“Boss, are you thinking of putting her on a white platter and enjoying her slowly? You want me to catch her, Boss?”

Jung-mook lightly kicks the back of the passenger-side seat. “When you see wildflowers on the side of the road, do you pluck them all out and stick them in a vase in your room?”

Enough said. It wasn’t necessary to elaborate by saying things like, Don’t you know it’s much better to see flowers in bloom? And what about other people who’ll enjoy the sight? Do their eyes grow out of their asses? Silence is golden, and an absolute necessity for gang bosses in particular.

“I don’t grow stuff like flowers in my room, boss,” Sae-dong responds.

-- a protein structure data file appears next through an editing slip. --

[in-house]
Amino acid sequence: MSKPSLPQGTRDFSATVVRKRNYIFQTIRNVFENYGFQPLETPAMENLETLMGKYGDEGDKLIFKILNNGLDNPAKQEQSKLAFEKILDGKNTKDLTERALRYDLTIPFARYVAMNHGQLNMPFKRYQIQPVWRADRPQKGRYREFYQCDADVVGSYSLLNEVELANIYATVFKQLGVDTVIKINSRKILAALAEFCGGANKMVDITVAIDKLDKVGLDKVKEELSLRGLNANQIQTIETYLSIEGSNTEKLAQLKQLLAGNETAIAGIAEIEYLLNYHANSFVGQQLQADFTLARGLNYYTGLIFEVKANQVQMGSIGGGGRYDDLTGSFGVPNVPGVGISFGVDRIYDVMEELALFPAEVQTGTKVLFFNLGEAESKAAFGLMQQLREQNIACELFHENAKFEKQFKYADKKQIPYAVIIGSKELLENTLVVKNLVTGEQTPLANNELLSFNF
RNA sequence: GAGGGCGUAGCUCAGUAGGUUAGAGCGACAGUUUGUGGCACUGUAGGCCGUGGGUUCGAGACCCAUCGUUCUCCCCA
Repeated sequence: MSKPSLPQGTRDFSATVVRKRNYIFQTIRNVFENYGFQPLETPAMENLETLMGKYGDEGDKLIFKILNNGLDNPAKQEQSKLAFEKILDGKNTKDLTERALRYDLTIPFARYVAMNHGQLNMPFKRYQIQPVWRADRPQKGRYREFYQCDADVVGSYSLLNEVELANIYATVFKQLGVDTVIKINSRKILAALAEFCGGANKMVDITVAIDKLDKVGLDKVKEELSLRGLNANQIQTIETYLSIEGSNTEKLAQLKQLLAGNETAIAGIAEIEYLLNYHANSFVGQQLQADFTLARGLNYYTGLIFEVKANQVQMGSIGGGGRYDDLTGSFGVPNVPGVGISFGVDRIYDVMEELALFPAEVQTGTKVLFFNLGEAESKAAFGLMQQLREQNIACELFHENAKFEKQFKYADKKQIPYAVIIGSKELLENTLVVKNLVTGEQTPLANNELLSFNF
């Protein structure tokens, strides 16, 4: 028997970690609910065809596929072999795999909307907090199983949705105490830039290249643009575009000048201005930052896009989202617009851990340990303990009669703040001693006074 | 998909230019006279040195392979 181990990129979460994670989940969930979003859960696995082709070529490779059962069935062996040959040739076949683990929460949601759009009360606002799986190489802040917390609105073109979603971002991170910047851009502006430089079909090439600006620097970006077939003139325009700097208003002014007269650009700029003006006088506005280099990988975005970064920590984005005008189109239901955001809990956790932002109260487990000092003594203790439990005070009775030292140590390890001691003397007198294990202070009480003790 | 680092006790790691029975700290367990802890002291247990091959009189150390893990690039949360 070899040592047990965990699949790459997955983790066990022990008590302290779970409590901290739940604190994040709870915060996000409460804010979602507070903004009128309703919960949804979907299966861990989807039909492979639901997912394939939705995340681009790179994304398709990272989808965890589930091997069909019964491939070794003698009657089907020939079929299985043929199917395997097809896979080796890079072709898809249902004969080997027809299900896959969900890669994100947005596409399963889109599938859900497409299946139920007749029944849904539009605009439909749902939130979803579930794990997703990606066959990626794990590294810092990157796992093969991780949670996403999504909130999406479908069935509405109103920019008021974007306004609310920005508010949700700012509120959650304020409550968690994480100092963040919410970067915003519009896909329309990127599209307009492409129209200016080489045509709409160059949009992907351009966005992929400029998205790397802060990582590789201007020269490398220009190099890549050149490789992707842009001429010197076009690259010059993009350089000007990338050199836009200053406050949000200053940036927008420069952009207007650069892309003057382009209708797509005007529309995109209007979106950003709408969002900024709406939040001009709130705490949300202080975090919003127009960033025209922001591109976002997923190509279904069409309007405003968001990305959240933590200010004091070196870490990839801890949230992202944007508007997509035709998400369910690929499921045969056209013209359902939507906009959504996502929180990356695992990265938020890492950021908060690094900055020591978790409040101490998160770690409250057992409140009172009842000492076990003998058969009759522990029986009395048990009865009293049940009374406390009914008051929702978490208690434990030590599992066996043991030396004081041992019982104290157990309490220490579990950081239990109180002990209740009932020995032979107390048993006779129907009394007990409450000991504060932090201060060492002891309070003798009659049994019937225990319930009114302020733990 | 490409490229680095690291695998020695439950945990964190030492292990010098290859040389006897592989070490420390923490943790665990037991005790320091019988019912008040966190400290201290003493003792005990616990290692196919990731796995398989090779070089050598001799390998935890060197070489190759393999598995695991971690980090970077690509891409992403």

The boss doesn’t say anything.

Myong-chol turns around and says, “Sae-dong is raising a spider as big as his hand in his room, boss.”

“What kinda spider’s as big as your hand?”

As Myong-chol intended, Sae-dong reacts the wrong way to the boss’s exclamation. As Sae-dong turns his head to reply, specks of spittle fly from his mouth.

“Boss, I used to raise a baby turtle. It was only as big as my hand in the beginning. No matter how much I tried to feed it, it wouldn’t eat, so it croaked in just a week, boss. I was pissed off, so I went to the pet store and asked them about it, and they said the turtle got an eye infection, boss. When their eyes get infected, they go blind and can’t eat a thing, boss. That’s why the baby turtle starved to death.”

Myong-chol, quick to read the situation, tries to stop Sae- dong’s blabbering.

“Wahwah, I’m moved to tears . . . I can’t listen anymore. Enough already!”

“Wha—? Boss, the girl’s disappeared!”